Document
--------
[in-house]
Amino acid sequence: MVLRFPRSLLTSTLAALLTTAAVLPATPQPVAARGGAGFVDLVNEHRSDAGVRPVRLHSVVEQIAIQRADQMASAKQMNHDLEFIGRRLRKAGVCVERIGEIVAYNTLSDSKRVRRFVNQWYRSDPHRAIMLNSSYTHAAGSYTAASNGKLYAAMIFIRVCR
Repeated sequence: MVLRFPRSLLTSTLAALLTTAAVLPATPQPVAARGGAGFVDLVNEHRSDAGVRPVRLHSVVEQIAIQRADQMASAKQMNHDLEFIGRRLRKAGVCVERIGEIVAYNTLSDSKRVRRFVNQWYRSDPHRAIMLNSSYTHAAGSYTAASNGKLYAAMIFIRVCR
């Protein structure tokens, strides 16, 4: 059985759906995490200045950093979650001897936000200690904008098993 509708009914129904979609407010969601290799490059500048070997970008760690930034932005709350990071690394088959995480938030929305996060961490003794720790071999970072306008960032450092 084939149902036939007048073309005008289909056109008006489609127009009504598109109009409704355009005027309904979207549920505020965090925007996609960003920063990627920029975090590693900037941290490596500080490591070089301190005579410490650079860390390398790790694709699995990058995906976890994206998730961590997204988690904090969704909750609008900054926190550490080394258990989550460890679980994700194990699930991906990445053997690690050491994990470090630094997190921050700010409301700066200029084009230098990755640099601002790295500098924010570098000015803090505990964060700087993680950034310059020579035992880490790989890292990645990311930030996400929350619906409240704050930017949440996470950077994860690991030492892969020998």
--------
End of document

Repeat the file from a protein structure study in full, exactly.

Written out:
[in-house]
Amino acid sequence: MVLRFPRSLLTSTLAALLTTAAVLPATPQPVAARGGAGFVDLVNEHRSDAGVRPVRLHSVVEQIAIQRADQMASAKQMNHDLEFIGRRLRKAGVCVERIGEIVAYNTLSDSKRVRRFVNQWYRSDPHRAIMLNSSYTHAAGSYTAASNGKLYAAMIFIRVCR
Repeated sequence: MVLRFPRSLLTSTLAALLTTAAVLPATPQPVAARGGAGFVDLVNEHRSDAGVRPVRLHSVVEQIAIQRADQMASAKQMNHDLEFIGRRLRKAGVCVERIGEIVAYNTLSDSKRVRRFVNQWYRSDPHRAIMLNSSYTHAAGSYTAASNGKLYAAMIFIRVCR
């Protein structure tokens, strides 16, 4: 059985759906995490200045950093979650001897936000200690904008098993 509708009914129904979609407010969601290799490059500048070997970008760690930034932005709350990071690394088959995480938030929305996060961490003794720790071999970072306008960032450092 084939149902036939007048073309005008289909056109008006489609127009009504598109109009409704355009005027309904979207549920505020965090925007996609960003920063990627920029975090590693900037941290490596500080490591070089301190005579410490650079860390390398790790694709699995990058995906976890994206998730961590997204988690904090969704909750609008900054926190550490080394258990989550460890679980994700194990699930991906990445053997690690050491994990470090630094997190921050700010409301700066200029084009230098990755640099601002790295500098924010570098000015803090505990964060700087993680950034310059020579035992880490790989890292990645990311930030996400929350619906409240704050930017949440996470950077994860690991030492892969020998």